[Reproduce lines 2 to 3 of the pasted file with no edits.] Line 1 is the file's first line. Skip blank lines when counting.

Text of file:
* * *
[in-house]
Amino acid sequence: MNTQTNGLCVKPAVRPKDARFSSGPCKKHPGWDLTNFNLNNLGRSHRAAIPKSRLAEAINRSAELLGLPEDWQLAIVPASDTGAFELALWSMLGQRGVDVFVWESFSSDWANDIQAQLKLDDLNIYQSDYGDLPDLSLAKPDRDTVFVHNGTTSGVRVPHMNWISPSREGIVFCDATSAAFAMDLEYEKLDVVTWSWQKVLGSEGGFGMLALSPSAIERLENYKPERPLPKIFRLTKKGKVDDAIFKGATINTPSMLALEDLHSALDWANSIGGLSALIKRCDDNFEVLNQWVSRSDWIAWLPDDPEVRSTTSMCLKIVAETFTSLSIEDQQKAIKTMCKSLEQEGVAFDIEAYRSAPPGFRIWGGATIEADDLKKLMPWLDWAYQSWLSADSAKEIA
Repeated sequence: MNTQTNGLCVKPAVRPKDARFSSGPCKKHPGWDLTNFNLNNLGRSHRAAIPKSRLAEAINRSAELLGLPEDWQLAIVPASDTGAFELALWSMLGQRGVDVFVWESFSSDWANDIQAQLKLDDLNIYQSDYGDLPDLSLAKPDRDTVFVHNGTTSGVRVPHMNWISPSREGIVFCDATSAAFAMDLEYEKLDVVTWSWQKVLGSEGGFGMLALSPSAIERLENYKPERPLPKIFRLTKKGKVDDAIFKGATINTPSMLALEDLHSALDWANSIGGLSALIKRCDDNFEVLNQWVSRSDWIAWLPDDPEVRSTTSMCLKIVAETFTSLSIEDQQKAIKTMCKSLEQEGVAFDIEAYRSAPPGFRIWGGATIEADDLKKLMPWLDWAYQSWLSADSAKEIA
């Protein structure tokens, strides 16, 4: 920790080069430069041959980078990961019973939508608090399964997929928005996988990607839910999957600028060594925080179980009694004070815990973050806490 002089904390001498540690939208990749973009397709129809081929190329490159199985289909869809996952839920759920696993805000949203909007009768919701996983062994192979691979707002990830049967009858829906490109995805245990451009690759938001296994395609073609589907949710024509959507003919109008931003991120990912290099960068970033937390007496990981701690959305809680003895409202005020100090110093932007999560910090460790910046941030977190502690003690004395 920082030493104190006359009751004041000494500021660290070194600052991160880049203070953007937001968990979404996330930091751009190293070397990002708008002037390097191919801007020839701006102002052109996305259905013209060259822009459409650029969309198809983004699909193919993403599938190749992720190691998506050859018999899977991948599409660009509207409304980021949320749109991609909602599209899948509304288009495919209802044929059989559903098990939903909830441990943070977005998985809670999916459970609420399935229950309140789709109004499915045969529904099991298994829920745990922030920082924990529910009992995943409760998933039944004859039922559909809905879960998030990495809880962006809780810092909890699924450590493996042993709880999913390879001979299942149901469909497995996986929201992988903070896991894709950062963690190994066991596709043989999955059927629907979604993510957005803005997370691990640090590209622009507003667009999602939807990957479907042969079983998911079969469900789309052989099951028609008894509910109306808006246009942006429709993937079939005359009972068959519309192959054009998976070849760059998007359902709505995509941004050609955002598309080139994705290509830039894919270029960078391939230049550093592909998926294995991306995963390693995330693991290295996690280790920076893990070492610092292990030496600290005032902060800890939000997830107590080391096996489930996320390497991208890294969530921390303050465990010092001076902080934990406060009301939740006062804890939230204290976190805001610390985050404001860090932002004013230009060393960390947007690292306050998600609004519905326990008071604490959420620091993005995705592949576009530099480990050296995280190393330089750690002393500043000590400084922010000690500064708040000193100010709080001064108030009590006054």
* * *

Amino acid sequence: MNTQTNGLCVKPAVRPKDARFSSGPCKKHPGWDLTNFNLNNLGRSHRAAIPKSRLAEAINRSAELLGLPEDWQLAIVPASDTGAFELALWSMLGQRGVDVFVWESFSSDWANDIQAQLKLDDLNIYQSDYGDLPDLSLAKPDRDTVFVHNGTTSGVRVPHMNWISPSREGIVFCDATSAAFAMDLEYEKLDVVTWSWQKVLGSEGGFGMLALSPSAIERLENYKPERPLPKIFRLTKKGKVDDAIFKGATINTPSMLALEDLHSALDWANSIGGLSALIKRCDDNFEVLNQWVSRSDWIAWLPDDPEVRSTTSMCLKIVAETFTSLSIEDQQKAIKTMCKSLEQEGVAFDIEAYRSAPPGFRIWGGATIEADDLKKLMPWLDWAYQSWLSADSAKEIA
Repeated sequence: MNTQTNGLCVKPAVRPKDARFSSGPCKKHPGWDLTNFNLNNLGRSHRAAIPKSRLAEAINRSAELLGLPEDWQLAIVPASDTGAFELALWSMLGQRGVDVFVWESFSSDWANDIQAQLKLDDLNIYQSDYGDLPDLSLAKPDRDTVFVHNGTTSGVRVPHMNWISPSREGIVFCDATSAAFAMDLEYEKLDVVTWSWQKVLGSEGGFGMLALSPSAIERLENYKPERPLPKIFRLTKKGKVDDAIFKGATINTPSMLALEDLHSALDWANSIGGLSALIKRCDDNFEVLNQWVSRSDWIAWLPDDPEVRSTTSMCLKIVAETFTSLSIEDQQKAIKTMCKSLEQEGVAFDIEAYRSAPPGFRIWGGATIEADDLKKLMPWLDWAYQSWLSADSAKEIA